Fiber series seventh week news Abstract 4

2012-02-15 13:53:00

Week News Abstract For Fiber Series in 10GTEK
The abstract is mainly about the optical communication related products,including: FTTH,GPON,EPON,' >SFPPLC,PTN,ODN,Optical module,Optical devices,optical communications,Optical transceiver module,Etc.

DOCSIS Provisioning of EPON subject of CableLabs qualification program
After four interoperability demonstrations following the launch of specification in February 2011 CableLabs has created a qualification program DOCSIS Provisioning of EPON (DPoE) equipment. CableLabs expects certified equipment to find use in cable MSO networks as a vehicle to deliver business services.As its name implies, the DPoE effort aims to standardize the application of the DOCSIS provisioning system commonly used in cable MSO hybrid fiber/coax residential networks to the management of EPON infrastructures (see "CableLabs preps EPON for MSO business services support"). The effort enjoyed the backing of three major cable MSOs, Comcast, Time Warner Cable, and Bright House Networks.Successful completion of the DPoE Qualification Program will enable DPoE equipment suppliers to assure potential customers that their DPoE equipment is interoperable with other DPoE offerings based on Version 1.0 of the specifications. DPoE Version 1.0 defines requirements and functionality to support metro Ethernet services such as Ethernet Private Line (EPL). Addition services support is expected to be spelled out in future versions of the DPoE specifications.“Having devices qualified by CableLabs promises to encourage widespread deployment of this new technology and lower costs to both cable operators and business customers by leveraging the proven provisioning capabilities of DOCSIS,” said Nomi Bergman, president of Bright House Networks.“We continue to see greater demand for our IP and Metro Ethernet Forum (MEF)-based business services, and are excited to deploy qualified DPoE devices in our network, facilitating a common approach for provisioning and greater cost efficiencies,” added Mike LaJoie, executive vice president and CTO for Time Warner Cable.Judging by the fact that 19 vendors participated in the fourth interoperability demonstration, a DPoE technology ecosystem has begun to develop. Companies participating in the event, held December 12-16, 2011, included ADVA Optical Networking, Alcatel-Lucent, Arris Group Inc., Aurora Networks, Broadcom Corp., Ciena Corp., Cisco Systems Inc., CTDI, Finisar Corp., Huawei, Ixia, MRV Communications, NTT Communications Corp., Oliver-Solutions, PMC-Sierra Inc., Qualcomm Atheros Inc., Shenzhen Gongjin Electronics Co. Ltd., Sumitomo Electric Industries, and ZTE Corp.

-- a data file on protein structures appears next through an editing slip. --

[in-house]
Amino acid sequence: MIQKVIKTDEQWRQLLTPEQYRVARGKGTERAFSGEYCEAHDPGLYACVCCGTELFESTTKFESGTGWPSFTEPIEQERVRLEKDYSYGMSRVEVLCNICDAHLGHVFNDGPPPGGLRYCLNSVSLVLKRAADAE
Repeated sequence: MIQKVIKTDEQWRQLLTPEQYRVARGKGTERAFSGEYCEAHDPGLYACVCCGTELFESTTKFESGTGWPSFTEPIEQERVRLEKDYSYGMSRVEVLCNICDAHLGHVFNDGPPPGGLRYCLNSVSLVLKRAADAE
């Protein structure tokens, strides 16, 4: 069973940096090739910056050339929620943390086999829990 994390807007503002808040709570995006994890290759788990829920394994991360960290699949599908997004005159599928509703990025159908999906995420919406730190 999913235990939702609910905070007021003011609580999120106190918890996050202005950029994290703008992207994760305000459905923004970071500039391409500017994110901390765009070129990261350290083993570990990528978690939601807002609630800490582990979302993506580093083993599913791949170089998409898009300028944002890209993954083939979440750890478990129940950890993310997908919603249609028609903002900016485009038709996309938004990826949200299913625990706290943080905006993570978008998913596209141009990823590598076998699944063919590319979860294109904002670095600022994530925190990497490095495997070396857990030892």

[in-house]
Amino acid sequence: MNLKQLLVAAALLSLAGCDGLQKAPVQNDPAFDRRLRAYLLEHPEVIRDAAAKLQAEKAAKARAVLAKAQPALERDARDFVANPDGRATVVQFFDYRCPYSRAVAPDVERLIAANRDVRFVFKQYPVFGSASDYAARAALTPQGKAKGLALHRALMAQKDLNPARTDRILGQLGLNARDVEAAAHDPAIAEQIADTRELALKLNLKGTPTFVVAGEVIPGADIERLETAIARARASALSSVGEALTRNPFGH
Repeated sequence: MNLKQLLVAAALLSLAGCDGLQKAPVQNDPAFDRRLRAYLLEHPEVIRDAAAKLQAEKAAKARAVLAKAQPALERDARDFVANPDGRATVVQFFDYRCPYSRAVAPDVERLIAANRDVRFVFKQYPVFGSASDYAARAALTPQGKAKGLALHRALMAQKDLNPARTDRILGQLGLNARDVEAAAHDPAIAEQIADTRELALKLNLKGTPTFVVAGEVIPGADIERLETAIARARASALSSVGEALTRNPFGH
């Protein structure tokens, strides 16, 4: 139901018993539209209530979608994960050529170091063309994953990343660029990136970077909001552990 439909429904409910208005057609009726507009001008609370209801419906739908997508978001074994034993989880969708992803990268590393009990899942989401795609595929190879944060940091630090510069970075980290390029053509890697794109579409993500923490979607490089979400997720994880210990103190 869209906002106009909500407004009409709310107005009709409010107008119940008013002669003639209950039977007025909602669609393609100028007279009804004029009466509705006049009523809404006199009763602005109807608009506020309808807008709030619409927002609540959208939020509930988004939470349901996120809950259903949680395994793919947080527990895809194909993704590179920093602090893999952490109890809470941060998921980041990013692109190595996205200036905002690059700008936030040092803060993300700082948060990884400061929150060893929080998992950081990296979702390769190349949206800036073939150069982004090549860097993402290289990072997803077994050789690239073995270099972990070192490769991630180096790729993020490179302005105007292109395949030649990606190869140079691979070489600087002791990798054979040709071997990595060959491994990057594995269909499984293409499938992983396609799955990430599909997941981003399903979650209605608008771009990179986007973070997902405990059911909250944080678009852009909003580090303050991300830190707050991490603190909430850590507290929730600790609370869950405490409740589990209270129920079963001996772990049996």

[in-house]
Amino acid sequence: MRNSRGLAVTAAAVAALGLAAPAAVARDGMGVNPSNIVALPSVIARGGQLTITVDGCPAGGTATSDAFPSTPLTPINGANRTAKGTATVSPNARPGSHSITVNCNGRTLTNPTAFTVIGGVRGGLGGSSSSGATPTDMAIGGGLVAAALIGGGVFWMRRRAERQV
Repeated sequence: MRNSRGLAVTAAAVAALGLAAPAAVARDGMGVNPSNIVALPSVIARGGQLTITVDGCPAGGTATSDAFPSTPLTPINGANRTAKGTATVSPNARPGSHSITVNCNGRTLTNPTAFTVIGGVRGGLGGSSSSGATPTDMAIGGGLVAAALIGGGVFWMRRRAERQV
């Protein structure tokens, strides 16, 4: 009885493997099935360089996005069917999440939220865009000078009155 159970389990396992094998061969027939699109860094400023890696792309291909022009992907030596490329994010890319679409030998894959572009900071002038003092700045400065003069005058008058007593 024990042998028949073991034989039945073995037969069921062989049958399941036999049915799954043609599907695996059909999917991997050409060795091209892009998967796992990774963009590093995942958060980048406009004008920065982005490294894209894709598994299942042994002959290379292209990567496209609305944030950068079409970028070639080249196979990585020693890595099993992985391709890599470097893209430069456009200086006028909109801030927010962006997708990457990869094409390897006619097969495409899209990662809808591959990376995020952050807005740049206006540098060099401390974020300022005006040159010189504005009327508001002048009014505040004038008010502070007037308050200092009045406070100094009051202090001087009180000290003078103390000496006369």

Fiber-based smart grid target of IBM, VELCO collaboration